Officials react angrily to US moves on yuan
BOAO: China's top financial officials reacted to re-emerging calls from across the Pacific to force China to revalue its currency by saying it was China's own business and others should mind their own.
The remarks won wide support from international financial officials at the Boao Forum for Asia.
China sees its domestic development as the most important aspect in deciding its foreign exchange policy and does not "pay attention solely to the trade deficit of certain countries," Wen Benhua, deputy director of the State Administration of Foreign Exchange, said yesterday in a panel discussion at the forum.
But he added that the country would take into account any impact a revaluation would have on its neighbouring countries should it decide to move in this regard.
The same day, central bank chief Zhou Xiaochuan said China had its own procedures for reforming its foreign exchange system.
The comments were clearly directed at the US Congress and its proposal to take punitive measures against what the United States believes is an undervalued renminbi.
Wei said the US trade deficit was fundamentally the result of a flawed US economic policy. In addition, China's trade surplus should be seen from a multilateral angle, and not just from the perspective of bilateral trade, he said.
"Don't forget China has a deficit with Japan, some ASEAN countries, and a number of European countries. We need to consider the issue in a worldwide context," he said.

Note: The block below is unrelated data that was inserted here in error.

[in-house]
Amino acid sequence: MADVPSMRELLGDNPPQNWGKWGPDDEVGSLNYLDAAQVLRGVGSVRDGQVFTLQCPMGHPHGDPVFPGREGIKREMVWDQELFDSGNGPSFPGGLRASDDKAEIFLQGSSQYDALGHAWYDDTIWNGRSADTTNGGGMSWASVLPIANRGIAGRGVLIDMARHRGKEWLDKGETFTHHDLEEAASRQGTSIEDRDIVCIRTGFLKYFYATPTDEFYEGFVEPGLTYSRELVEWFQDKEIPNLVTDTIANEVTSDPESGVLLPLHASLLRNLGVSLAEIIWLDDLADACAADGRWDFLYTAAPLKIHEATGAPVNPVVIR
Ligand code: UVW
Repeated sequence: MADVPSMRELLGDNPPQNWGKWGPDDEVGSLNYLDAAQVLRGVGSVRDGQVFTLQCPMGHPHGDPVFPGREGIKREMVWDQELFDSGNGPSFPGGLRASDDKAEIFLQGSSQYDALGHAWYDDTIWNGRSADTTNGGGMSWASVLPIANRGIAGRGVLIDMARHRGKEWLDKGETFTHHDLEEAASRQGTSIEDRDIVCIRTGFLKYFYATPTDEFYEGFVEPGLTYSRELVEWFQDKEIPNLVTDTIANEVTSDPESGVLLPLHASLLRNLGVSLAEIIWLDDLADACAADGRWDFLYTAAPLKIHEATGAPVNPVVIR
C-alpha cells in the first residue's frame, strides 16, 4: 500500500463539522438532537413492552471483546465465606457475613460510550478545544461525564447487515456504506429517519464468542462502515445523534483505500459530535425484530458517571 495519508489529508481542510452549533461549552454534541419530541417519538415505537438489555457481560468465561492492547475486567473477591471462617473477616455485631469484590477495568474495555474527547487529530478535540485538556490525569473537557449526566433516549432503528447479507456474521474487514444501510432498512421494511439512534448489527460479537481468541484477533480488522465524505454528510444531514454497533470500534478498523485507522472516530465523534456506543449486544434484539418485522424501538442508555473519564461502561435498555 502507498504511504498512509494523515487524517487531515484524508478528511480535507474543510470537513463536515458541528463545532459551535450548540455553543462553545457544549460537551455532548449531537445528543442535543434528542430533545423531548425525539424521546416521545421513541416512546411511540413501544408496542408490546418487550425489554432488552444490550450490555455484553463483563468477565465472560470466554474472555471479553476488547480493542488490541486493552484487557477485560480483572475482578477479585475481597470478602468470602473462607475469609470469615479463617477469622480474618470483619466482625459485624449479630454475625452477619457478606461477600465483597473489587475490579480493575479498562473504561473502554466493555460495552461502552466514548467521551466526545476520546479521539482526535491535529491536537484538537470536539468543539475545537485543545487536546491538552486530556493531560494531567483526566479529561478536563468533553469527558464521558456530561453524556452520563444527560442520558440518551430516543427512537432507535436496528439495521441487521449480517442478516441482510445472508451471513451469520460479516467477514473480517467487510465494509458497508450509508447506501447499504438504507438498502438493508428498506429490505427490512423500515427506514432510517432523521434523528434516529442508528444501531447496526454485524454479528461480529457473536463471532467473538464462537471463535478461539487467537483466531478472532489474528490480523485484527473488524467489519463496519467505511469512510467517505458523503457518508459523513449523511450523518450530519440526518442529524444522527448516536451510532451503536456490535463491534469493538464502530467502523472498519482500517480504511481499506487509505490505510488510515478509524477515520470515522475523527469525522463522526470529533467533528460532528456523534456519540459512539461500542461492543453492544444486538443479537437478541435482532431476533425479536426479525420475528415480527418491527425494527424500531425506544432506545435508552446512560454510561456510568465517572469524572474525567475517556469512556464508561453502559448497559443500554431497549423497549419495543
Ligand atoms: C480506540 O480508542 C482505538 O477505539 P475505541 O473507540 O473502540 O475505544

Wei said he discussed the issue with US financial officials recently, telling them: "This (trade deficit) is your problem. You need to put your own house in order before you blame your neighbour."
A flexible foreign exchange rate system is generally a good thing, but "one does not do it for the wrong reason," said Roberto de Ocampo, president of the Asian Institute of Management and the Phillipines' former secretary of finance.
He said many of China's exports were partly processed in other parts of Asia although the final products were assembled in China.
"Unfortunately, this particular relationship among countries in Asia is not appreciated by those pressuring for a revaluation of the Chinese currency, to the point that even now there are discussions in the US Congress for protectionist measures in the form of legislation involving tariffs and so forth directed at China.
"That is the wrong solution to a misread problem."
China should continue to strengthen its financial sector before making significant moves in its foreign exchange management, he said.
"(China should) not start from a conclusion about its exchange rate and work from there to the financial sector. It should be the other way around," he said.
Khempheng Pholsena, vice-president of the Asian Development Bank, said she has every confidence in China's ability to make a decision on foreign exchange system reform.
"When and how much (China will change its foreign exchange system), is up to the PRC (People's Republic of China). The PRC has the wisdom," she said.
(China Daily 04/25/2005 page2)